Another small relief crept into him, though he didn’t let it soften him outwardly. Whatever was flawed in Lady’s program hadn’t effected the robots. That was a small comfort at least, though these bots probably weren’t sophisticated enough to be a real concern. Robotic programming was completely different from artificial intelligence, though a good AI could exert a presence that subservient personalities would follow – human and machine alike.
“I am Norton, designation Alpha 899306 Rho.” He rattled of the code in a hurry, worry making the words too quick even to his own ears.
“Welcome, Progenitor,” the bot said, giving him a respectful nod. That was the title the robots called anyone involved in creating first-gen androids or bots of any manner. He suspected back in the day some programmer thought it was a charming way to refer to themselves and it stuck. He started at the sweeping bow motion, but then remembered all mortuary bots were given extra manners protocols.
“Is the LD27-I available?” he asked.
“Our director is currently free from appointments. Would you like to meet with her?” the bot asked.
“Yes. I will have further instructions for you later, once I am done with the LD27-I.”
“Of course, sir,” the bot said, rolling away with him on hidden wheels. There would be a great many instructions to come, Norton guessed.
Lady changed her appearance upon hearing the name of her guest. Without further appointments, she’d retained the black hair she’d worn to greet the Larsons, not expecting more guests. Norton’s arrival at her home and workplace was purposeful, but she could formulate no reason for him to be here. It was best to let him see her as he’d programmed her originally – humans hated change. At her thought, the filaments changed color to become a shining chestnut and shrank back into her head until it was a chin length bob.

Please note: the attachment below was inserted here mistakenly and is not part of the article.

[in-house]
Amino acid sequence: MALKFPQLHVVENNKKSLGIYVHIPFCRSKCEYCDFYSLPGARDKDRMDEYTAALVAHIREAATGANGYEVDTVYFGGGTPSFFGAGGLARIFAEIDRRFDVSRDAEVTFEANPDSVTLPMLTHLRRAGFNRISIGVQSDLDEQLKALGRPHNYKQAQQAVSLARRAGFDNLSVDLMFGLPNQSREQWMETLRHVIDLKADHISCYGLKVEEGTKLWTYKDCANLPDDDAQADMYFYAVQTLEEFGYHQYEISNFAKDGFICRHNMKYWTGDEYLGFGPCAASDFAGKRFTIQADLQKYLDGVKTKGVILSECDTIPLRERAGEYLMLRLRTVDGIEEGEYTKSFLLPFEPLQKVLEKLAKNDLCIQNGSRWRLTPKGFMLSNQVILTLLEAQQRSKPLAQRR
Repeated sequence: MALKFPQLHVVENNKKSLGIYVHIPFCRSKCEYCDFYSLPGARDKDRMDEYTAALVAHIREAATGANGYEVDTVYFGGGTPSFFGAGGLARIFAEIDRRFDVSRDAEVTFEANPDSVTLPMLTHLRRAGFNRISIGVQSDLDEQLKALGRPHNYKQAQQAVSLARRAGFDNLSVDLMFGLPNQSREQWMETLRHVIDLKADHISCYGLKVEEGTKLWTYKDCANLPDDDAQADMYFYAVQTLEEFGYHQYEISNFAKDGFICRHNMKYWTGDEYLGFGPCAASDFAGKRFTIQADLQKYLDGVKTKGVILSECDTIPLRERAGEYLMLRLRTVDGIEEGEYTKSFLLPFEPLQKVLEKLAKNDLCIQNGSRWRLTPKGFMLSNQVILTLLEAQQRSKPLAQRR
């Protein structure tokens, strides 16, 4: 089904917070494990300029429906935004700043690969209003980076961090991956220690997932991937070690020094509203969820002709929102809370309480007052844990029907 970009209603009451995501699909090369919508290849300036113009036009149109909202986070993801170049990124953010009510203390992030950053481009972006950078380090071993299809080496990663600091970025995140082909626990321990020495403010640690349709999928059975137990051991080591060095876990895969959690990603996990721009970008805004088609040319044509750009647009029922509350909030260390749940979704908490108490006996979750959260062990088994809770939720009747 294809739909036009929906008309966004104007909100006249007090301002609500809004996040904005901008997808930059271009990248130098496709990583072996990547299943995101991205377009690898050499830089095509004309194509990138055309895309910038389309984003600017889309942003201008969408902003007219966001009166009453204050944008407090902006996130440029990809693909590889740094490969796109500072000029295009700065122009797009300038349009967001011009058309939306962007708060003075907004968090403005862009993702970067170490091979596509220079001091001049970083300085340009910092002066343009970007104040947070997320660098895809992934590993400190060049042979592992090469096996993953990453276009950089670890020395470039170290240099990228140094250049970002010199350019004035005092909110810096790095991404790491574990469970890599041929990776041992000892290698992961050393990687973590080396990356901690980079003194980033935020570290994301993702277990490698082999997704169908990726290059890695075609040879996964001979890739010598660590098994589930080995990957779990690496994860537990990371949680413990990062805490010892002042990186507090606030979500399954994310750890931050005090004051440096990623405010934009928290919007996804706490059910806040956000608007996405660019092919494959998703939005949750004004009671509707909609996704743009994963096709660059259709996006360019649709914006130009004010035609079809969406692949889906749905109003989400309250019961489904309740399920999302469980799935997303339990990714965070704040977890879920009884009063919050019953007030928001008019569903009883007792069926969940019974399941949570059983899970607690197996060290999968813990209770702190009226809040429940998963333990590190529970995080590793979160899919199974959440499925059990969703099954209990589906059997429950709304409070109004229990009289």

There was little point in changing her stature, since it was nearly identical to her first form. She remained in her impeccable suit, dark and unremarkable save for fineness of its crafting. The servos in her neck no longer made noise, fixed just after her appointment, but she’d be sure to tell her visitor. Surely that was the kind of information her creator would want from her.
She attempted to tap into the camera feed of the room just as she had before she’d entered to greet the Larson’s, but found there was no signal. Perhaps the cameras were malfunctioning. Before she opened the doors, she sent out a directive for one of her maintenance bots to go and check on the camera and corresponding computers. Hopefully the problem could be resolved quickly.